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Training Manual. for Applied Agroforestry Practices 201 Edition. The Center for Agroforestry University of Missouri


Academic year: 2021

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Training Manual

for Applied Agroforestry Practices





Training Manual for Applied Agroforestry Practices – 201



Training Manual for Applied Agroforestry Practices – 201



Produced by the University of Missouri Center for Agroforestry

203 ABNR

Columbia, Mo 65211


email: musnragroforestry@missouri.edu

Funding for this work is via the United States Department of Agriculture North Central SARE with Agreement Number H003044602 and NCR-SARE Project Number ENC12-129.

Any opinions, findings, conclusions or recommendations expressed in this publication are those of the author(s) and do not necessarily reflect the view of the USDA.

The Center for Agroforestry

University of Missouri



This publication is the result of the collaborative efforts of several individuals and organizations.

The University of Missouri Center for Agroforestry acknowledges the USDA National Agroforestry Center and the Mid-America Agroforestry Working Group, for contributions to the text of this manual.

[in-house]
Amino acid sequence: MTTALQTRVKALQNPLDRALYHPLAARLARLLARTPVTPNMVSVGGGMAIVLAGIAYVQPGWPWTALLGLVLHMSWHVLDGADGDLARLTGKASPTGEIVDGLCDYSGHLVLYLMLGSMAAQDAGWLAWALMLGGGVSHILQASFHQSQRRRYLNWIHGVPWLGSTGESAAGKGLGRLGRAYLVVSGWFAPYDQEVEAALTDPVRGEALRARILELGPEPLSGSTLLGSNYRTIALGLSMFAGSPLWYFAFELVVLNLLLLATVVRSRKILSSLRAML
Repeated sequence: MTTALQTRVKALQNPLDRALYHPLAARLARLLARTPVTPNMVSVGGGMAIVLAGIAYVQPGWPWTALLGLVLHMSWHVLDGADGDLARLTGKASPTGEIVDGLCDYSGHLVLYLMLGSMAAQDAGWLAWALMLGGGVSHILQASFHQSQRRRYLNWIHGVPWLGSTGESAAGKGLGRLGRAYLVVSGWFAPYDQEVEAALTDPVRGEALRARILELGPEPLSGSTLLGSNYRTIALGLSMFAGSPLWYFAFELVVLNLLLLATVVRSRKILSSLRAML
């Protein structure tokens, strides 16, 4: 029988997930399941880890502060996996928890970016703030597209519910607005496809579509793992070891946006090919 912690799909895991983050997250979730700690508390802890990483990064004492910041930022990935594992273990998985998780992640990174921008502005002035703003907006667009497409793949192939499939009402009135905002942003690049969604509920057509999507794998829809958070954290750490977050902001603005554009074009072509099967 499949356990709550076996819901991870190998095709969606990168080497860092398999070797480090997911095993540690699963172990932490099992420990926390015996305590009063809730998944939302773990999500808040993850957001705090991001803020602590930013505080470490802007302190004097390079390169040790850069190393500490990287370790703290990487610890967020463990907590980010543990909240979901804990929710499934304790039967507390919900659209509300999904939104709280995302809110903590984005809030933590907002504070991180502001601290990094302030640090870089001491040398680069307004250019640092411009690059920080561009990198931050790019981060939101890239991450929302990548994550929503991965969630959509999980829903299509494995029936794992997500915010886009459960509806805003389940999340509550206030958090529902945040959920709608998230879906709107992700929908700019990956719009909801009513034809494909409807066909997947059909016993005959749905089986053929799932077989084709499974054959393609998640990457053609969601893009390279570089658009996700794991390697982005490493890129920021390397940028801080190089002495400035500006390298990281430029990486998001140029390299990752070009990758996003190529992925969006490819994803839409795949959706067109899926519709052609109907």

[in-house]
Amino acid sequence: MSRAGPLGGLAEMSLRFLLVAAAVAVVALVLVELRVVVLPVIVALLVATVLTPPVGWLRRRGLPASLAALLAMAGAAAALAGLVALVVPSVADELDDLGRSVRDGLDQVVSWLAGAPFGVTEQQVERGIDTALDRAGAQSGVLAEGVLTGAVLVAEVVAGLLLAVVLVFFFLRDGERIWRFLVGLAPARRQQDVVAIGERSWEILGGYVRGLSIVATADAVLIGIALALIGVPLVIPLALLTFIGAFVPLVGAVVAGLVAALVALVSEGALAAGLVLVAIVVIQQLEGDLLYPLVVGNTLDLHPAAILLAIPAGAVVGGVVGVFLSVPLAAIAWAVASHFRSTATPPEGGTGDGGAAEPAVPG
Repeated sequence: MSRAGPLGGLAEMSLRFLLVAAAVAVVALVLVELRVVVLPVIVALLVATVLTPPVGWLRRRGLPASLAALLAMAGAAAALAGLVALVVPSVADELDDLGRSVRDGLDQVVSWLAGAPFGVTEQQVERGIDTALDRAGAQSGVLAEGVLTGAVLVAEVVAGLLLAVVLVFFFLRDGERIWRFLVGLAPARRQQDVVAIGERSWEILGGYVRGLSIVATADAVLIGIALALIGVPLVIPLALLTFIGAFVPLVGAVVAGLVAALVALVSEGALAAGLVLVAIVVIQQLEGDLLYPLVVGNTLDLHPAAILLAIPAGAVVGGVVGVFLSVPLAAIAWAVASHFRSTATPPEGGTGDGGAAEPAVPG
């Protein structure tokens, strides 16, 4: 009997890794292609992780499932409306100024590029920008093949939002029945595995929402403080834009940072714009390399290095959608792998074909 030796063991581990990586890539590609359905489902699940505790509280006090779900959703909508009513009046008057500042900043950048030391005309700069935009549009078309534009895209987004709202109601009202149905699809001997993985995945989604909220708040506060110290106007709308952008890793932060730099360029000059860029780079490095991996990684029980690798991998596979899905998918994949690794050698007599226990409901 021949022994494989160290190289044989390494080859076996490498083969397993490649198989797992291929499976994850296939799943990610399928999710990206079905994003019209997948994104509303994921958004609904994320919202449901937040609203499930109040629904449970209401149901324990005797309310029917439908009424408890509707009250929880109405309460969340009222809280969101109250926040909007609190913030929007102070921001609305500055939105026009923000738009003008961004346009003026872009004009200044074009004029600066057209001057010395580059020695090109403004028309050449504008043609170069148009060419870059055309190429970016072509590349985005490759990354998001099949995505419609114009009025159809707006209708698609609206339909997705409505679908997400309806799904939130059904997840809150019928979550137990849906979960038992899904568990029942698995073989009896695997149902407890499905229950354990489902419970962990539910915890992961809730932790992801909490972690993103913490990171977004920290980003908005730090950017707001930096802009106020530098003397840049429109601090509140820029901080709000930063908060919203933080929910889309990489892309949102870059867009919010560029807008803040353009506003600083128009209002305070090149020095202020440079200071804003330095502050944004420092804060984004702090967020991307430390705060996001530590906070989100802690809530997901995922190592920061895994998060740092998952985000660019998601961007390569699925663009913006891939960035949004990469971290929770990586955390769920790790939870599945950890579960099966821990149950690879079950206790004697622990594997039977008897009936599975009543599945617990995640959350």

Portions of this material are also credited to the “Forest Landowner’s Guide to Evaluating and Choosing a Natural Resource-Based Enterprise,” published by the Natural Resource, Agriculture, and Engineering Service (NRAES) Cooperative Extension program, Ithaca, New York. NRAES is an interdisciplinary, issue-oriented program sponsored by cooperative extension of fourteen member land grant universities and is housed at Cornell University. For more information, visit www.nraes.org.

View this manual online at: www.centerforagroforestry.org

‡’rinted: July 201ͷ



Training Manual for Applied Agroforestry Practices – 201



Training Manual for Applied Agroforestry

Practices: Table of Contents

User’s Guide to the Training Manual

Chapter 1:

Defining Agroforestry

Mike Gold & Andy Mason

Chapter 2:

Planning for Agroforestry

Mike Gold & Mihaela Cernusca

Chapter 3:

Alley Cropping

Dusty Walter, Shibu Jose & Diomy Zamora

Chapter 4:


Dusty Walter

Chapter 5:

Riparian & Upland Forest Buffers

Dick Schultz, Tom Isenhart & Leigh Ann Long

Chapter 6:


Bruce Wight & Richard Straight

Chapter 7:

Forest Farming

John Munsell, Jeanine Davis &

Jim Chamberlain

Chapter 8:

Agroforestry and Wildlife

Rebecca Christoffel

Chapter 9: